A day after meeting President Donald Trump, Prime Minister Imran Khan was invited by the US Institute of Peace on Tuesday.
During an hour-long session, Khan spoke on various issues including, the Afghan peace process, Pak-US relationship, US-Iran tension, and several internal matters.
Here are the highlights of his discussions at the USIP.
The US-Pakistan Relations
Khan had come to attend the session straight from the meeting with US Secretary of State Mike Pompeo. Banking on his interactions with President Trump and Pompeo, the premier said that he was hopeful to rebuild Pak-US relationship on the grounds of equality and friendship – contrary to what it had been in the past.
“The reason why I’m happy leaving the U.S. this time is that we have a relationship that is now based on a mutual interest, which is peace in Afghanistan.”
Meeting with Taliban
Prime Minister was adamant that the use of power in Afghanistan will never be a solution for the US and its allies.
He said that he would go back and meet the Afghan Taliban and persuade them to sit with the Afghan government and chalk out a peace deal. Khan said that he previously could not meet Taliban leaders due to opposition from the Afghan government.
But now, when I go back after meeting President Trump—and also, I’ve spoken to [Afghan] President [Ashraf] Ghani—now I will meet the Taliban, and I will try my best to get them to talk to the Afghan government.
Relations with Afghanistan
The premier was very clear when he said that Pakistan wanted a politically stable Afghanistan as it was good for the country as well as for regional peace. He said that unlike his predecessors; the current government does not intend to interfere in Afghanistan’s internal politics.
I speak for Pakistan’s army in saying that we should not ever interfere in the internal affairs of Afghanistan. Let the Afghans decide what they want, and we should facilitate the peace process.
Relations with India
He also shared Pakistan’s narrative of peace with India and other neighboring countries. Khan said that what his country needs is stability which does not come without friendly neighbors.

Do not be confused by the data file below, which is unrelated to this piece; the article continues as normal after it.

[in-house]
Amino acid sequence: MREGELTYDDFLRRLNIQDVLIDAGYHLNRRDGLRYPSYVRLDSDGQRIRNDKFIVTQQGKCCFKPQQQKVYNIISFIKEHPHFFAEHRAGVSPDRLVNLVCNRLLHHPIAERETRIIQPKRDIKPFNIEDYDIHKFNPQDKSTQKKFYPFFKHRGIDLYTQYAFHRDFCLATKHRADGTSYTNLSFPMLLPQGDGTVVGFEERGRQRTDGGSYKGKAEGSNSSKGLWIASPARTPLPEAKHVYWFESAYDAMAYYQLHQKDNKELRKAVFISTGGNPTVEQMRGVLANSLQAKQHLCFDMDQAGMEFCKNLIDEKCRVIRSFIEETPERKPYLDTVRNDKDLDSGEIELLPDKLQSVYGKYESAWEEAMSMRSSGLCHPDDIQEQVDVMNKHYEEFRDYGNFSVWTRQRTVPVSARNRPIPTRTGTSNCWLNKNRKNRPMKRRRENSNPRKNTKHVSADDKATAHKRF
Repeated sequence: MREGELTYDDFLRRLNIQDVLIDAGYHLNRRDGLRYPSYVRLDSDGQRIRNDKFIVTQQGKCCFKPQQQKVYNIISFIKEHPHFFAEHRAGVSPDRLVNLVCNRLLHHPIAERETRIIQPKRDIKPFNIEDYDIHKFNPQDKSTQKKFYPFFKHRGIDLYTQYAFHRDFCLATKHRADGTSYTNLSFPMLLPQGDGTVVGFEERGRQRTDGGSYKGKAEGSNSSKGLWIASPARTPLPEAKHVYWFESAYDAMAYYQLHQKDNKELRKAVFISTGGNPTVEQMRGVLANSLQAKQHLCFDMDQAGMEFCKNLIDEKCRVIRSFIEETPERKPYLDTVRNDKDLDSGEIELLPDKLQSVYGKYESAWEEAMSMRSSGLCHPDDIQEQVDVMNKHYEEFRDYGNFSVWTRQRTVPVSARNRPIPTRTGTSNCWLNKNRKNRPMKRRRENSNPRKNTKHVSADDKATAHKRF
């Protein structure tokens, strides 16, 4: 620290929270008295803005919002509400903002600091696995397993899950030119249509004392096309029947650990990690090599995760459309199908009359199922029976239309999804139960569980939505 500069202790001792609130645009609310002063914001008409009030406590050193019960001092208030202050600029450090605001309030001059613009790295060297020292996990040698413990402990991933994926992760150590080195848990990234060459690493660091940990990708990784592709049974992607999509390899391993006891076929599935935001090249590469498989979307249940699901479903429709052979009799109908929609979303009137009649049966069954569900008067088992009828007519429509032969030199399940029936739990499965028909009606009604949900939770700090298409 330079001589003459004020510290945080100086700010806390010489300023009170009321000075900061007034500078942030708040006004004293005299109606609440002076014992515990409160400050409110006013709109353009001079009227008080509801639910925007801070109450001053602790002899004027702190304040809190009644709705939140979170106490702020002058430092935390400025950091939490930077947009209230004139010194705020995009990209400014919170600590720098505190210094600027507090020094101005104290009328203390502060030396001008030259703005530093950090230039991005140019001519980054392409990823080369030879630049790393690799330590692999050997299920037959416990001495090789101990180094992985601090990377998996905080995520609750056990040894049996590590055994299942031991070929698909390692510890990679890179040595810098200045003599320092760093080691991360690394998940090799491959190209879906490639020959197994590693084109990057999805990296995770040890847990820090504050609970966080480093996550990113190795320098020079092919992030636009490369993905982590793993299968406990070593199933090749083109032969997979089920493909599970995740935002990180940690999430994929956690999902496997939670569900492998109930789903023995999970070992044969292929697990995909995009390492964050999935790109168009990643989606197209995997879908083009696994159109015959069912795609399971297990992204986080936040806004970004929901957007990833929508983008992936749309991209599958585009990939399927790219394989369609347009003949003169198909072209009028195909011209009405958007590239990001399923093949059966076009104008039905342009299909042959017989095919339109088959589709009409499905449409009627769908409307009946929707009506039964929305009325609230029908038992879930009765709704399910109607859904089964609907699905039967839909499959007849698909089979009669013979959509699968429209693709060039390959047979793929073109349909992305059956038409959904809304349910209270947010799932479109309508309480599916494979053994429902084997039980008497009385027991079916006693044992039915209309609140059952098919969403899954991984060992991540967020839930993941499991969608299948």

I had assured Indian Prime Minister Narendra Modi that if he takes one step towards us, I will take two.
He highlighted that the biggest problem for Pakistan and India was poverty and maintained that the countries should give up war-hysteria and start trading with each other to curb this menace.
Khan urged that there was no military solution to Iran-US conflict. He emphasized that unlike Iraq [US invasion in 2003], Iran will prove to be an entirely different experience for the US and the world. The battle might end shortly, but its consequences will affect everyone for decades, and it will destroy the regional peace.
Hinting that Pakistan was not ready to be a part of the problem, he said that he was prepared to play the role of a mediator to ease out the tension between the two sovereign states.
Prime Minister Imran Khan said that he is the biggest supporter of Pashtun’s deprivations and their rightful demands from the government. “During my government,” he said, “We engaged with the protestors and tried to compensate them as much as possible.”
Khan highlighted that the war-ridden tribal areas had been made a part of the Khyber Pakhtunkhwa (KP) government and they recently witnessed their first-ever elections.
PM Khan maintained that military action against rogue elements in PTM was only taken after they enraged a mob and attacked an army post in the tribal areas.